This opening of the dossiers might sound horrible—un-charitable, un-Christian. Objectively, it might be all those things. But for me, it succeeded where enforced nostalgia and distributist economic theory failed: it made the Catholic ideal of the medieval village, tangible. In those dark days, gossip was a force for order. When Innocent III sat on his throne, it was the Lauras of Europe who were crowning the lintels of cuckolds with antlers and splashing the doorsteps of adulterers with animal blood. They determined which Theobalds should be called "the bald," and which Pepins "the peppy." They were the illiterate forerunners of the Fourth Estate.
In Laura's view, no person could possibly be an island. She joined the unlikeliest people into endless narrative daisy chains. This person, who had suffered a nervous breakdown on her way to some retreat, had lived down the street from that person, whose husband was a maniac. She, in turn, had pursued the priest at X parish, without success. The idea that all Catholics formed the Body of Christ seemed less real, and somehow less satisfying, than the idea that they were joined by six degrees of Laura.
When Dan went into the hospital, I learned that Laura's interconnections amounted to more than a mnemonic device. In what must surely qualify as the nearest Catholic equivalent to a barn-raising, Laura called in favors from three dozen acquaintances across five parishes. The young and marriageable tidied up the yard. A boy Laura had pegged as a future priest hauled off heaps of newspapers and magazines in his pickup, and came back asking why the models in the Playboys had tan lines. With the force of her personality, she had made the community that existed in her head into something concrete and functional.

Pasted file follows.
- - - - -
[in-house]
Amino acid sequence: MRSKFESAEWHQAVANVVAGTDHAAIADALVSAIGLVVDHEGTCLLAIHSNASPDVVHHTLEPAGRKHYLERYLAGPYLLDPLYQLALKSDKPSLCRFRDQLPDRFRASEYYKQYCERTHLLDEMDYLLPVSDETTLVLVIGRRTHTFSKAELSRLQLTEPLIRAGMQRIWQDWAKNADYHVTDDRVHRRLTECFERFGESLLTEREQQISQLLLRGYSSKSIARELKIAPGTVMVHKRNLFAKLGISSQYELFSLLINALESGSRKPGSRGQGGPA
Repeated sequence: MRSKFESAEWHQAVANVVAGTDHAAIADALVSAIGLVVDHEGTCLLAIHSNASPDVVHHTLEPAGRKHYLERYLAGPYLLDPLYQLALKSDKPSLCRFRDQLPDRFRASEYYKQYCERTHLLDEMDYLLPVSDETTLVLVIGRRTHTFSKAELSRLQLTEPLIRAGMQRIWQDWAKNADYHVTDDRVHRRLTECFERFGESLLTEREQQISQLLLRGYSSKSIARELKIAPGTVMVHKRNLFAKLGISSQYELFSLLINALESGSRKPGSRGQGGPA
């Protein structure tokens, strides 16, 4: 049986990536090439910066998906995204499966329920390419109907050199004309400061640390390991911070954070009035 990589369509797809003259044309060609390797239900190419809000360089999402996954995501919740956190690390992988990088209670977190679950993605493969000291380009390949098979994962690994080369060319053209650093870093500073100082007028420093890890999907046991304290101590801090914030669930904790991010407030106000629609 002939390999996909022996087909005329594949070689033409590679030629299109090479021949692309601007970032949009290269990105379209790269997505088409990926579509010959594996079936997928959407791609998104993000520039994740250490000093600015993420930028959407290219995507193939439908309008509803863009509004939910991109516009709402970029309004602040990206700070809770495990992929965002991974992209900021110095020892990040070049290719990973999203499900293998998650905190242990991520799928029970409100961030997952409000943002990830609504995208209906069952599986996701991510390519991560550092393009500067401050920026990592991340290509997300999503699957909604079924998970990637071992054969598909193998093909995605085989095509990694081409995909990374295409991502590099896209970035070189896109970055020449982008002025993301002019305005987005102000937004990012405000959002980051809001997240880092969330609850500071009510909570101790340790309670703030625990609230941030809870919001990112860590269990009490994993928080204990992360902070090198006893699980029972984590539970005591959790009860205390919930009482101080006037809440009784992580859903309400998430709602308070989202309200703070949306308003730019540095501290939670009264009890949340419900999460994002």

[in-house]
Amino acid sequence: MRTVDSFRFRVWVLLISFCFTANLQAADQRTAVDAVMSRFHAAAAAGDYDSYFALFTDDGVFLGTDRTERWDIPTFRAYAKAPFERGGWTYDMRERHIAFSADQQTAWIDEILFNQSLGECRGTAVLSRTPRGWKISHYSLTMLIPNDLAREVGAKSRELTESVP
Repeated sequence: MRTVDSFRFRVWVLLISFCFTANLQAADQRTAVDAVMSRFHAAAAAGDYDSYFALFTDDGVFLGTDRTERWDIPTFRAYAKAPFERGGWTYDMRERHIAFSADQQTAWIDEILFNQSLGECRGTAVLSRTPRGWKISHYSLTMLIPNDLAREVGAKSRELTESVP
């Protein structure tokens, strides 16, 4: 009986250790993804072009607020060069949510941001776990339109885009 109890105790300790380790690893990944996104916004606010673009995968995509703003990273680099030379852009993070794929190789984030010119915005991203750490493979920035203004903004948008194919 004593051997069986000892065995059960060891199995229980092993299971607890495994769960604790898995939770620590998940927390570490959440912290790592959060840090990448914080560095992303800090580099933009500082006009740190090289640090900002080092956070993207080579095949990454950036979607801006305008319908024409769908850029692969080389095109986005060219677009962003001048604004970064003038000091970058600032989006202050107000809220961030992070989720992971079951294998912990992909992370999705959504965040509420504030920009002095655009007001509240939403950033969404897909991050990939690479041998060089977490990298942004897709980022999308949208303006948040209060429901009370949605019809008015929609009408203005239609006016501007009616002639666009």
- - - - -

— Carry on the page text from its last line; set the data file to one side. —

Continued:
Dan came home from the hospital on schedule, but died several months later, as Laura had often said he would. By that time, I'd left the parish, so I can't say whether Laura was at his bedside, but I wouldn't be surprised if she were. I hesitate to say she enjoyed death, but she collected memories of good ends and good send-offs, and often claimed the right to choose the readings at friends' funerals the way a distant relative might claim a Meissen vase. Here, again, Laura seemed a throwback to 13th-century Normandy. She'd have been one of those retainers who scrubbed the arrow wounds in Messire's body before the monks hauled it off to the crypt.
In The Cloister Walk, her book of meditations on Benedictine monasticism, Kathleen Norris touches on the same basic theme—how shared folklore creates a sense of community that endures beyond the grave. But maybe because she had the good luck to land amid an extraordinarily mature group of religious, her account seems somehow sanitized, if not saccharine. Community-according-to-Laura, where relationships take root in frail flesh, and are nourished by gouts of bad blood, tallies better with my experience of our species. There's something about knowing an awful story about the person beside you, and suspecting that he knows one about you, that creates the incentive to work together, trimming ivy off a hoarder's house, in a comfortable silence.